Core theme: Biogeochemical feedbacks on the oceanic carbon sink
Leader: Marion Gehlen (Laboratoire des sciences du climat et de l`environnement, Gif sur Yvette, France)
This theme contributes to the overarching objectives of CARBOOCEAN by providing a
mechanistic understanding and an improved quantification of physical biogeochemical feedbacks
affecting carbon up-take and release on the timescale of several hundred of years. This
corresponds roughly to the ventilation time of the upper ocean down to 1000 m. The closure
among the interacting terms is central to the concept of feedbacks. Feedback loops have the
potential to damp (negative feedback) or amplify (positive feedback) the atmospheric CO2
perturbation. Their identification and quantification based on process based understanding is
central to the assessment of their quantitative global and regional impact under climate change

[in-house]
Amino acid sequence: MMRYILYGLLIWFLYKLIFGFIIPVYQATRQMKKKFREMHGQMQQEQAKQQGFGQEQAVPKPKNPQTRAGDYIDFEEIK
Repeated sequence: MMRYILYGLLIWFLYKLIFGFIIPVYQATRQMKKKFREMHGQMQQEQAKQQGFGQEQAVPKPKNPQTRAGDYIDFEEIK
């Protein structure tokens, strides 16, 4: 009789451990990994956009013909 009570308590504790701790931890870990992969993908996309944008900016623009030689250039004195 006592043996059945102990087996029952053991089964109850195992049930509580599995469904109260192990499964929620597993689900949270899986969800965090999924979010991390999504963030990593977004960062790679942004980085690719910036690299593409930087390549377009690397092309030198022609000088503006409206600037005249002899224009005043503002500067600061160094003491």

Rising atmospheric CO2 levels since the beginning of the industrial revolution and induced
warming drive profound changes of the physical and chemical ocean. Temperature driven
changes in stratification, circulation and carbonate chemistry of the surface ocean lead to large
scale changes in vertical marine carbon and nutrient distributions. As a consequence marine
ecosystems are altered in their structure and functioning. All these processes combine to
significantly alter physical and biological carbon pumps. They ultimately affect the efficiency of
the ocean for uptake and removal of carbon lastingly from exchange with the atmospheric
reservoir. Because the concept of feedbacks implies closure between interacting terms and thus
the oceanic and atmospheric carbon reservoirs, only parts of a feed-back loop might be studied
with biogeochemical ocean general circulation models. The complete loop has to be addressed
within coupled earth system models. There is a strong link to the “future scenarios” science
theme (core theme 5).
For more detailed information see.
O4.1 Identify and analyze the major CO2 feedbacks.
O4.2 Derive quantitative descriptions that can be used in models.
O4.3 Study interactions between feedbacks.
O4.4 Quantify feedbacks during the last 200 years and assess their potential upper limits, thresholds,
and uncertainties for the next 200 years.
O4.5 Identify key regions and propose strategies to monitor the evolution of feedbacks.